Background AA amyloidosis is the most serious potential complication of chronic inflammation and can result in renal failure and death. It is seen much less often in the USA than in Europe and is thought to have become less common in the developed world in general but there are few systematic data on its incidence and epidemiology.
Objectives To analyze a single national centre experience of AA amyloidosis in the United Kingdom over the past 20 years.
Methods Analysis of the UK National Amyloidosis Centres database and case records.
Results 493 patients with confirmed AA amyloidosis were assessed at the UK National Amyloidosis Centre between 1992 and 2011. The referral rate has been stable at ∼30 new cases/yr over the past 12 yrs, in contrast with a three-fold increase among other types of amyloidosis. Median age at referral was 55 years, 54% were male and 81% of cases were ethnically white. The commonest underlying diseases are: rheumatoid arthritis (RA) 28%, chronic sepsis 19% and seronegative arthritis 10%, but in 18% the underlying inflammatory disease was uncharacterized at diagnosis.
Comparing the cohort referred 1992-96 with the most recent 5 years, there has been a reduction in patients with RA from 33% to 19% (p 0.038), and juvenile idiopathic arthritis from 18% to 2% (p<0.001), but a rise in AA amyloidosis of unknown aetiology from 8% to 28% (p<0.001). Age at referral has risen from a median of 48 to 61 years (p<0.001), and the proportion referred with established end-stage renal failure (ESRF) has remained stable at 26%. Median time to ESRF in cases presenting with an eGFR>20 ml/min is unchanged at 157 months. Median survival is 118 months with no significant difference between cohorts, but age at death has increased from a median of 60.6 yrs in the earliest cohort to 79 in the most recent (p<0.001).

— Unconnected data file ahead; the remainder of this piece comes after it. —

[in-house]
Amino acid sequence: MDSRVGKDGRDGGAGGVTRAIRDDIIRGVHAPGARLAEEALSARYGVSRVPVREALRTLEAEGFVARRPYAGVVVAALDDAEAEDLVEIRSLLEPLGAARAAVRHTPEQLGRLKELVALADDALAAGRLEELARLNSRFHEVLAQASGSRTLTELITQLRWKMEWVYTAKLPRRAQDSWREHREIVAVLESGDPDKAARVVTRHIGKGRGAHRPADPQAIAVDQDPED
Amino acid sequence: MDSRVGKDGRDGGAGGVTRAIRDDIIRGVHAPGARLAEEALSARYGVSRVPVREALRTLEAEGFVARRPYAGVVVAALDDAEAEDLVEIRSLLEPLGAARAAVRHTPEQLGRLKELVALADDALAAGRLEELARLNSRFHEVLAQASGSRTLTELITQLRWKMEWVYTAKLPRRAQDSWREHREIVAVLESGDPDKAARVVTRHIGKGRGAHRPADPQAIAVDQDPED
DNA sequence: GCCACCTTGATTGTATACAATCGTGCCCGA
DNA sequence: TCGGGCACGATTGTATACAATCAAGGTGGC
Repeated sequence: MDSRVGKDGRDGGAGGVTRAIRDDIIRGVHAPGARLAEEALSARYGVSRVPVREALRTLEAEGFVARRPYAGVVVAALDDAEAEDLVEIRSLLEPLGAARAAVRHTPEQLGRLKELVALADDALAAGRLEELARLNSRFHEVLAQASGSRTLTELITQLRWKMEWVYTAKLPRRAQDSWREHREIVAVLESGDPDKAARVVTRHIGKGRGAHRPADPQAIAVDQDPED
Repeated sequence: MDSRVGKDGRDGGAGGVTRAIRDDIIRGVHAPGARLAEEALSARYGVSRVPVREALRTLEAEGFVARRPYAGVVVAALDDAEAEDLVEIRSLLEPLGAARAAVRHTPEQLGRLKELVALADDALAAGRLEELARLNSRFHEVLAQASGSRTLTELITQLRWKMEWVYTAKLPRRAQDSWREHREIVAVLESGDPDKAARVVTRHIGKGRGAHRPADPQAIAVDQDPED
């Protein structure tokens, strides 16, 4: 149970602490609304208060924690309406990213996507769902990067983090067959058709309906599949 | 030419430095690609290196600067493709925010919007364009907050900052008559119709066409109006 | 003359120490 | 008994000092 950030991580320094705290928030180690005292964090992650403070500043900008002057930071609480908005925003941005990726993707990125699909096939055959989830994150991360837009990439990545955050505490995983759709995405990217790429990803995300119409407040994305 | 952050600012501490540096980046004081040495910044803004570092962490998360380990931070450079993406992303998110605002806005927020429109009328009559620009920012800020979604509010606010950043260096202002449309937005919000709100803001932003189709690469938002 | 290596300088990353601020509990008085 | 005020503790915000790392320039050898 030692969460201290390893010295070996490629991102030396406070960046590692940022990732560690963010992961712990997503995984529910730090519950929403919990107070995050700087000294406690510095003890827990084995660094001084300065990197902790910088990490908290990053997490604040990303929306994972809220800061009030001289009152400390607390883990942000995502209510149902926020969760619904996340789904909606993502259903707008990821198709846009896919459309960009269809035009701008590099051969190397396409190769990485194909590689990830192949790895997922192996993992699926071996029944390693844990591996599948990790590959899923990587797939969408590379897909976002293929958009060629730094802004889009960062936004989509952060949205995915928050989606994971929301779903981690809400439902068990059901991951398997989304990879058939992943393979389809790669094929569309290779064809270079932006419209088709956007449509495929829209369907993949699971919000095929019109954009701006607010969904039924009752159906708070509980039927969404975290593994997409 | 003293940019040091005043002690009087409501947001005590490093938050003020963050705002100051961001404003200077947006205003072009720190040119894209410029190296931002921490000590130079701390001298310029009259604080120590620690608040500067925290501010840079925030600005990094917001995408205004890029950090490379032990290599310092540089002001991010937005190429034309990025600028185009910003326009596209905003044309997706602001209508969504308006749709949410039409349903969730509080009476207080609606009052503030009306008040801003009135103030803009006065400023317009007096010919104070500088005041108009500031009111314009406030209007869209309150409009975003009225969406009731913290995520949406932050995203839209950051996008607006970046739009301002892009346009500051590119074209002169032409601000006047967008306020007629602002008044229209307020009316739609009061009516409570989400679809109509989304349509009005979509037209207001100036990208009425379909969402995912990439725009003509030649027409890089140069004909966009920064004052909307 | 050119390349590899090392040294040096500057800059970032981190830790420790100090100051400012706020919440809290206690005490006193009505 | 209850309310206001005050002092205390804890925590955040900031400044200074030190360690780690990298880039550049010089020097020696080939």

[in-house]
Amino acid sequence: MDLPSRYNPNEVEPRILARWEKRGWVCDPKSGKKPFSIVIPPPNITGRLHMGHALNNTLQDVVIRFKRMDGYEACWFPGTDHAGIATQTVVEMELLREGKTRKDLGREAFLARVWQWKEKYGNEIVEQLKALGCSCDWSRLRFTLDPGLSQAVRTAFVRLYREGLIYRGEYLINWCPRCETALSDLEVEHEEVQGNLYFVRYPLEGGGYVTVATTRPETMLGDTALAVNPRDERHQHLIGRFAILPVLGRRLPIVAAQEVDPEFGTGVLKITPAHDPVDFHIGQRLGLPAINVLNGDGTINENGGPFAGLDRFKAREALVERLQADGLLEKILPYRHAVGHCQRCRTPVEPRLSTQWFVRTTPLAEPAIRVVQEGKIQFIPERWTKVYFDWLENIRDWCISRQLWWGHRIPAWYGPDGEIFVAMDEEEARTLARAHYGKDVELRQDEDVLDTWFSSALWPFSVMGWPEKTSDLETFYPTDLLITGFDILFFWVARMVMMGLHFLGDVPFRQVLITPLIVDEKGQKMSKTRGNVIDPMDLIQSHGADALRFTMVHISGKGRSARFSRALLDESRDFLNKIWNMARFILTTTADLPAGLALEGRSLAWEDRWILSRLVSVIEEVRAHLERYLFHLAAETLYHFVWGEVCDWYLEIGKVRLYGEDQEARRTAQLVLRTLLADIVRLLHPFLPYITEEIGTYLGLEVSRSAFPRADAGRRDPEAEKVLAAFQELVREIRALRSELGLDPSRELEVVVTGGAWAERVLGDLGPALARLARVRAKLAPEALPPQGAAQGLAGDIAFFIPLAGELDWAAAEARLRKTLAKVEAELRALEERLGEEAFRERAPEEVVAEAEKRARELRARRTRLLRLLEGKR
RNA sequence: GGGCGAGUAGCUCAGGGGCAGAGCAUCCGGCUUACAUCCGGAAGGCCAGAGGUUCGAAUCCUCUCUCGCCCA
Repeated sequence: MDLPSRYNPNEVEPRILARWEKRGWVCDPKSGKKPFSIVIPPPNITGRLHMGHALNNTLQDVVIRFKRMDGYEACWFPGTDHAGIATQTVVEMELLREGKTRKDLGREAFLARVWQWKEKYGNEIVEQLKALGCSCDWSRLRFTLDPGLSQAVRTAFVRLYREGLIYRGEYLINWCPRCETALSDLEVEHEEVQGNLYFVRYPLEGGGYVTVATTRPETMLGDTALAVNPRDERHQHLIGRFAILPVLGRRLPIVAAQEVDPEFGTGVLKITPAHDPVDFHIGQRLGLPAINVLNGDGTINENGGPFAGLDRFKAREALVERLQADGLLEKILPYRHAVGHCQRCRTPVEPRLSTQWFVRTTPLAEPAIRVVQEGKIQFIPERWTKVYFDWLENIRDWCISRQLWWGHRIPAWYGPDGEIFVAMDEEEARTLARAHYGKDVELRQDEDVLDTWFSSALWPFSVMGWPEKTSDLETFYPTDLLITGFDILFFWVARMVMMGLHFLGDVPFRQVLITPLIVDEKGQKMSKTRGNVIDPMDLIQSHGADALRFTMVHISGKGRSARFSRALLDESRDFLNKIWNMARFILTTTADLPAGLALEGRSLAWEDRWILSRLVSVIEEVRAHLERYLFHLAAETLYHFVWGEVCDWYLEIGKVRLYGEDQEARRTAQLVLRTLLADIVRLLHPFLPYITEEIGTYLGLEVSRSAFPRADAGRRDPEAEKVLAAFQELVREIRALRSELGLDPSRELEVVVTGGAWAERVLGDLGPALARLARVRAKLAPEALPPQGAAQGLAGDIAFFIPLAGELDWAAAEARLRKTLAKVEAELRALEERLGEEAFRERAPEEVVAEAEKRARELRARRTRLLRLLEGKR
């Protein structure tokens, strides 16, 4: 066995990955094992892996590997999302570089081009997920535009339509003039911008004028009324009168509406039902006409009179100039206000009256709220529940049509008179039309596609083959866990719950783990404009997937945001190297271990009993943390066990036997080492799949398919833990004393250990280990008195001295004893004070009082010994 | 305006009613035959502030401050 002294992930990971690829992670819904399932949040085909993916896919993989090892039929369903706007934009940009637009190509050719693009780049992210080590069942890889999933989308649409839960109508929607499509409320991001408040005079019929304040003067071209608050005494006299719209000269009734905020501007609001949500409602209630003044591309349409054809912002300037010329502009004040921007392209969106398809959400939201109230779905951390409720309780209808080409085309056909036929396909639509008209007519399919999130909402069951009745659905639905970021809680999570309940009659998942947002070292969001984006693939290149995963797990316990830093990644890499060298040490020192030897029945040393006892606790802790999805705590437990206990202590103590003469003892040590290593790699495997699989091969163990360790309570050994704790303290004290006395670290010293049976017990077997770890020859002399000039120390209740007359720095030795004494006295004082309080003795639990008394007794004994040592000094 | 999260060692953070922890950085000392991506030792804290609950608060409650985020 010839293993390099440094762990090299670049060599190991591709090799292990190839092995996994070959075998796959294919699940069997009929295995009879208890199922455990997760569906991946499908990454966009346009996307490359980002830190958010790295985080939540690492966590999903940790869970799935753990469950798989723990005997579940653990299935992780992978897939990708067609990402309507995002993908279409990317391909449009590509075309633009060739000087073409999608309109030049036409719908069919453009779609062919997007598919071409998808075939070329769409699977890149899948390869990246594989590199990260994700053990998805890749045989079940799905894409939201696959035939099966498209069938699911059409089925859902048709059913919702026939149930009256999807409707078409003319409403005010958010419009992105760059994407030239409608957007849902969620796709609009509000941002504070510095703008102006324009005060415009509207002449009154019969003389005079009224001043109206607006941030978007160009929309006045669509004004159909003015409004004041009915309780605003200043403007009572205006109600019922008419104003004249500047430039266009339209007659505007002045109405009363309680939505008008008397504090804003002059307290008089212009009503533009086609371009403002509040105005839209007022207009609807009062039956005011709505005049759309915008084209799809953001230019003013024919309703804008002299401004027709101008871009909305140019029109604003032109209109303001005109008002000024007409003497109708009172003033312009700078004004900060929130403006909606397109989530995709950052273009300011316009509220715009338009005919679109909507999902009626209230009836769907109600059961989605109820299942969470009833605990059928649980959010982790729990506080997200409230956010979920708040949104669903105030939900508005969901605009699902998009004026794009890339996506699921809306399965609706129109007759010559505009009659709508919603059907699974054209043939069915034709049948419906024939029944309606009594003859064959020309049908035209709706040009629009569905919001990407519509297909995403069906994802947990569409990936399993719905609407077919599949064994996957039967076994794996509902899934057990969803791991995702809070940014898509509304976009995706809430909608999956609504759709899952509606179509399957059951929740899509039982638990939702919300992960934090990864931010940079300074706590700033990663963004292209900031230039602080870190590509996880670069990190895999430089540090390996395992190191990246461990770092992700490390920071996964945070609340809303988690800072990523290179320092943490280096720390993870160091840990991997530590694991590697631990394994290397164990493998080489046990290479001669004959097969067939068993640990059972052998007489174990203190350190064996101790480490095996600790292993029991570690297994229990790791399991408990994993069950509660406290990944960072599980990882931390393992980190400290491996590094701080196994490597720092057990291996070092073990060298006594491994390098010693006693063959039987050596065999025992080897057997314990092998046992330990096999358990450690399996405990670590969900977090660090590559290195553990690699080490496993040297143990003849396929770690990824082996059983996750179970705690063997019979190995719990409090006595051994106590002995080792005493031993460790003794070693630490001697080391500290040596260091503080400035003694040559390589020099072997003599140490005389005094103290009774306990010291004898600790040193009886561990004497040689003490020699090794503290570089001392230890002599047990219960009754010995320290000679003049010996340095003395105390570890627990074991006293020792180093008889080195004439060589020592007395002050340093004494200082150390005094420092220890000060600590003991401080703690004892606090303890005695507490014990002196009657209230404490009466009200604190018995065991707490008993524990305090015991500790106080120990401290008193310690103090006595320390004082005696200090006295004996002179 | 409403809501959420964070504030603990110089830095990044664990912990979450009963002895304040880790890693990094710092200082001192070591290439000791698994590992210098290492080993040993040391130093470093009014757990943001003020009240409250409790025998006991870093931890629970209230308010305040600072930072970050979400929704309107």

Conclusions In contrast to a threefold increase in referrals of other types of amyloidosis during the past decade, referral rates for AA have not changed. Age at both diagnosis and death have increased significantly over the last 20 years. The incidence of AA amyloidosis among patients with inflammatory arthritis has decreased, perhaps reflecting greater use of biologic agents and a greater proportion of recent AA patients have uncharacterized underlying inflammatory disorders, posing challenges for clinical management.
Disclosure of Interest None Declared
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